When I was eighteen, I found the anonymity of London thrilling. There was an amazing sense of freedom in the chaos of thousands of people going about their separate lives. The city was always filthy and sometimes threatening, but to my inexperienced eyes, there seemed to be some nucleus of meaning around which it all orbited, an almost mystical sense of place that made the madness cohere.
I don’t feel that way now. I am older and more jaded, yes, but I have also seen more. I spend a lot of time walking around in the city. I have tramped along hundreds of its roads, probably thousands. My overwhelming impression now is one of deep silence: so many streets and estates where there is nothing but the flapping of litter and the mute shuffling past each other of lone strangers. Increasingly, I even sense a kind of desolate silence in the deafening roar of traffic, in the throng of shopping malls and the wailing of drunks on a Saturday night.
There is another London: one that is warm, inviting, convivial. This is the private London, the enclosed London. It exists in pubs, in houses, in parks, in historic immigrant neighbourhoods and bougie enclaves. London thrives wherever it is contained. The city is turned in upon itself: islands of life in an ocean of silence.
I became interested in the evolution of urban space in part because it helped me make sense of this. There has, I think, been a destruction of public life in cities. By public life, I mean the rituals and experiences through which people recognise each other as members of a community, and upon which, ultimately, a shared identity is built. It consists of everything from the body language we adopt while shopping or travelling to spontaneous conversations and local events like festivals and fairs. Its essence is continuity and familiarity: social patterns and bonds that emerge across time.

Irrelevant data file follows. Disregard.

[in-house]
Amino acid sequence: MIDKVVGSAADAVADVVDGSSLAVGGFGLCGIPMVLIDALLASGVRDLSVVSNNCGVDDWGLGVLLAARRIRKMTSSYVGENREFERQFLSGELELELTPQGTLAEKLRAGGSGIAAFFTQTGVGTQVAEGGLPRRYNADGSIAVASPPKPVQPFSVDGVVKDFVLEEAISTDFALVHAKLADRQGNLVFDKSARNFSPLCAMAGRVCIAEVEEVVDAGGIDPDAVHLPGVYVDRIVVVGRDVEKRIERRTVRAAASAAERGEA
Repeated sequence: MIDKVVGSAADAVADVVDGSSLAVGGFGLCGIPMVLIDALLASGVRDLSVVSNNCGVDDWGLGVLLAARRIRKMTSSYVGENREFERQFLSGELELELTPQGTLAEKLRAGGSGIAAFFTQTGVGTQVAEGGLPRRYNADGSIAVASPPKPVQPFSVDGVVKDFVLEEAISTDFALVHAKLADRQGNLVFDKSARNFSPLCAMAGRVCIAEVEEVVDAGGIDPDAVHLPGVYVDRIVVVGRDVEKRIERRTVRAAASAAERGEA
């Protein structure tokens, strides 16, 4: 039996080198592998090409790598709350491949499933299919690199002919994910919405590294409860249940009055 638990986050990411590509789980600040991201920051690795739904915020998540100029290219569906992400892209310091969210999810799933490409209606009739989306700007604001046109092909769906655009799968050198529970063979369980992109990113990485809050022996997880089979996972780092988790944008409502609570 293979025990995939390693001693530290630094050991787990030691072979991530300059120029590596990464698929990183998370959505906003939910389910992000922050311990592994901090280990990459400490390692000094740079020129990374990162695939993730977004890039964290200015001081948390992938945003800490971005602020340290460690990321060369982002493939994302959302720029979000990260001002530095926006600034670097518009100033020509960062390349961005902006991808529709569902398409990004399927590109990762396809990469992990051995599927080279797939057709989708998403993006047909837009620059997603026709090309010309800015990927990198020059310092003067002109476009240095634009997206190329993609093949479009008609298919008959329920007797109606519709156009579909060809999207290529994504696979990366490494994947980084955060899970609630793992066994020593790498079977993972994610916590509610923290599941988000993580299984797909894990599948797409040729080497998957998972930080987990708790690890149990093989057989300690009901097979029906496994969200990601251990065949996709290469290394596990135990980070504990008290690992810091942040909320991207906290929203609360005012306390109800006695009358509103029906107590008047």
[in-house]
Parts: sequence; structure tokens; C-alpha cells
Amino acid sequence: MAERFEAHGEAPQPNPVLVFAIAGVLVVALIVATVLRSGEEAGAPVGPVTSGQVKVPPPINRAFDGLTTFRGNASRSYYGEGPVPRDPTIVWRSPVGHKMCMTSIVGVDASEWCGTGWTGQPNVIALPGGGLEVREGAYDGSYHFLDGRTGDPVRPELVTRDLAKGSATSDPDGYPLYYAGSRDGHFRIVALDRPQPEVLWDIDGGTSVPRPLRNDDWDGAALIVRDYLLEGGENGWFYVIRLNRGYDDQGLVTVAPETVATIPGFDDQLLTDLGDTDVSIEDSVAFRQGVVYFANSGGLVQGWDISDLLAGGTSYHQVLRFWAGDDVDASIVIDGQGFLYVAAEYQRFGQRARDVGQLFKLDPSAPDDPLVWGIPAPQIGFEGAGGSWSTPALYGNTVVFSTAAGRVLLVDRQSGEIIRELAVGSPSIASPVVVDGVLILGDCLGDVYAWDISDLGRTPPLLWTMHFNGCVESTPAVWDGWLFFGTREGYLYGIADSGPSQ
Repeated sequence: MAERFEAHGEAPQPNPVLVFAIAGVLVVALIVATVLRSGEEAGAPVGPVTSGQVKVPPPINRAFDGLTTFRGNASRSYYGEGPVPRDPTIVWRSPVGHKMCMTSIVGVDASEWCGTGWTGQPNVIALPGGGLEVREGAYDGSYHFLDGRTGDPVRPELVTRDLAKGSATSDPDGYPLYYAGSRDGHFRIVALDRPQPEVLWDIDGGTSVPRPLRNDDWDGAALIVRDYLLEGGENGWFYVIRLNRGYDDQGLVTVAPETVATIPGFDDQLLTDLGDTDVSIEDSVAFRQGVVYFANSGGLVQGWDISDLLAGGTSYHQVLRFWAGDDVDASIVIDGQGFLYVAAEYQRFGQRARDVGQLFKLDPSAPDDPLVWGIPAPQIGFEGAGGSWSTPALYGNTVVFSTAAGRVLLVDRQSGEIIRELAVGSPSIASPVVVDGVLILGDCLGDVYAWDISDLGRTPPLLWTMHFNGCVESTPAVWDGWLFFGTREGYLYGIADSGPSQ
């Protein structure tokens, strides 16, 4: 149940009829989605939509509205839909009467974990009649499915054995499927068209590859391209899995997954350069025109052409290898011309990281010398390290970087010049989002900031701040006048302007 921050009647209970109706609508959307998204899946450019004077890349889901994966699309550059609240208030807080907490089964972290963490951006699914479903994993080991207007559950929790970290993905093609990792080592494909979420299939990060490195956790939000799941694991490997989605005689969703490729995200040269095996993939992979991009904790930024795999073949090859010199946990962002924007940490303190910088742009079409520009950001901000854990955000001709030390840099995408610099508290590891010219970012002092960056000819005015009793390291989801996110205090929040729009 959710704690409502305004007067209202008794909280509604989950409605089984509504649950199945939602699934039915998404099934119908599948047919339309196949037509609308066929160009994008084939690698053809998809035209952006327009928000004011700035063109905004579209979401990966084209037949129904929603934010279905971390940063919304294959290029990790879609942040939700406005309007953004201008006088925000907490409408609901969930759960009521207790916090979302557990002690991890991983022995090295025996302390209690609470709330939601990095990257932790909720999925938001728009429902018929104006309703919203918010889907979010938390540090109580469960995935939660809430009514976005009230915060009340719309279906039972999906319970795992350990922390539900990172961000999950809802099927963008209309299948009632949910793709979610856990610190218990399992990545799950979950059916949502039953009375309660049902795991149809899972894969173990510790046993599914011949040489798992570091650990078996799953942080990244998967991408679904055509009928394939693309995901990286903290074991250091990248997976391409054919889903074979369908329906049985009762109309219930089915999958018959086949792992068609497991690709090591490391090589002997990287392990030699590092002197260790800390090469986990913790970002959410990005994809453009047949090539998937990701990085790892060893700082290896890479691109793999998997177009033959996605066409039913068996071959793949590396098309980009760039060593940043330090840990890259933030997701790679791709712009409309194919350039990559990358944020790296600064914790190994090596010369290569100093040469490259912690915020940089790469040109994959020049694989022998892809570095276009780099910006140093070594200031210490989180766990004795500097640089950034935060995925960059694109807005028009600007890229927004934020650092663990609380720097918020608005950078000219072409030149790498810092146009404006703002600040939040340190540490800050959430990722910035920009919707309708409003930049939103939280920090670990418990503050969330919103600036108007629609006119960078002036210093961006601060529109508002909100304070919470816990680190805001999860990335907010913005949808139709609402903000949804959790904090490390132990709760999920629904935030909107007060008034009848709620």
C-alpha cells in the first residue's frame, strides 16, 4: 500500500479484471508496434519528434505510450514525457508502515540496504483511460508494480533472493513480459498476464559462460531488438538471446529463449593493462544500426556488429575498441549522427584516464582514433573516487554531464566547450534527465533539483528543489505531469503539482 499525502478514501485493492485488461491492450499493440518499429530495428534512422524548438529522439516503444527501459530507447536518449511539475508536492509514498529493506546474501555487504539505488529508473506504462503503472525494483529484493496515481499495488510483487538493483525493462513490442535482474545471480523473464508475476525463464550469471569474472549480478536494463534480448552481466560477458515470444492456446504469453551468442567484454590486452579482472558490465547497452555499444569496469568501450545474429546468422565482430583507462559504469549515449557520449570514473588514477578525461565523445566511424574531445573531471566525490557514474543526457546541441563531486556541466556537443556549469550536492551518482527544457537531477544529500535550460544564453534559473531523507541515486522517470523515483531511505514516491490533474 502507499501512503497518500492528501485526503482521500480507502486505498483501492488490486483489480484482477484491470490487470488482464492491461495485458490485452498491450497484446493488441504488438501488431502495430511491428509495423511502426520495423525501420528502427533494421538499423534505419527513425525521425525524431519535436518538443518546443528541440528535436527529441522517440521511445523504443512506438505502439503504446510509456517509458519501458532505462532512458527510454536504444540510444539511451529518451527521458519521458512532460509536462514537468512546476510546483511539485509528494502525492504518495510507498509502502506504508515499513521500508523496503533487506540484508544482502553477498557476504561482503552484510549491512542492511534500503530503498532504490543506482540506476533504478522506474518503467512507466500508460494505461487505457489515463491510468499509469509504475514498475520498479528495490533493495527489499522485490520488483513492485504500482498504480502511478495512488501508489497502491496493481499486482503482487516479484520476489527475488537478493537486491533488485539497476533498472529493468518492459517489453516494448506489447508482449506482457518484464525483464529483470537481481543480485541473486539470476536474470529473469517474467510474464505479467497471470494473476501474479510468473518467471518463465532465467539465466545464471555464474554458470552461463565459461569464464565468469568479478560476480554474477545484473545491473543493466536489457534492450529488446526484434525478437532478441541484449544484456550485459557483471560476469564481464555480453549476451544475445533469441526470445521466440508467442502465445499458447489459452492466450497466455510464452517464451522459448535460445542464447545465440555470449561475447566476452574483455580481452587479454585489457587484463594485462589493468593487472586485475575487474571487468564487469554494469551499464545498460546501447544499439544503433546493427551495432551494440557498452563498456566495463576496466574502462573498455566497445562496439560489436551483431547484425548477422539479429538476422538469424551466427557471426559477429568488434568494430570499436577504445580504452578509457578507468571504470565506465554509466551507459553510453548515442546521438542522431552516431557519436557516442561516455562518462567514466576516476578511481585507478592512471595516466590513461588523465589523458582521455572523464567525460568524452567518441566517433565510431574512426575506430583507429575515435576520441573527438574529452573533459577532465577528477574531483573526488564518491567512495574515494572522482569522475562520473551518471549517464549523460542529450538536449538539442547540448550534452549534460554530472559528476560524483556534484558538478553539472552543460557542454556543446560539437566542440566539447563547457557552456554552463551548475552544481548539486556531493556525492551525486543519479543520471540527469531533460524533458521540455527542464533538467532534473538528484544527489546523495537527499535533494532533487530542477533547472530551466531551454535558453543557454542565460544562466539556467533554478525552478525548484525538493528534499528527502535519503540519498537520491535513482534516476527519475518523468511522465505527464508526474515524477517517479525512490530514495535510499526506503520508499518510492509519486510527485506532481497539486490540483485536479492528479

A healthy public life does not require that we know each other, or all act the same. Rather, it provides the unspoken understanding, based on living and acting together, that makes us open to strangers.
The mega-cities that emerged in the second half of the 20th century – and I think there is some scope to generalise – have made public life increasingly difficult. These cities are amorphous leviathans sprawling for mile after mile, ravenously digesting their once-neighbouring towns. The churn of commercial development and gentrification, driven by speculation on land and property values, plunges all but the wealthiest areas into a constant state of flux. High-rise apartment buildings, whether erected as social housing or to maximise profit, isolate their inhabitants in prisons of deprivation or luxury. Floods of cars, carrying people the long distances between affordable housing and available work, rip the urban fabric apart.
Then there is the remorseless logic of transparency that permeates urban redevelopment. Lines of sight must be open to facilitate advertising and retail. People must be observable to each other across open-plan interiors and through glass facades. They must be visible to the surveillance cameras and security guards who monitor our privately controlled “pseudo-public spaces.” In this environment, it is difficult to exist as anything other than a compliant worker, an orderly consumer, or a delinquent.
I’m not going to propose any sweeping reforms that will solve these deep-rooted issues. I want to focus on one way that design can, in a small but significant way, create room for public life to flourish. That is by embracing the tendency towards bounded, private space.
The words private and public carry a big political charge today, but their meaning is rarely explored beyond the specific contexts where we brandish them: deploring the privatisation of public services, for instance, or insisting that certain personal decisions be protected due to their private nature. In most cases though, and especially when it comes to how we structure space, private and public do not form a dichotomy. They are two ends of a graded spectrum.
The Dutch architect Herman Hertzberger has illustrated how, in practice, we intuitively understand privacy to exists at different levels. Herzberger writes:
Your own room is private vis a vis the living room and e.g. the kitchen of the house you live in. … Care and maintenance of the living room and kitchen is a responsibility shared by those living in the house, all of whom have a key to the front door. In a school each classroom is private vis a vis the communal hall. This hall is in turn, like the school as a whole, private vis a vis the street outside.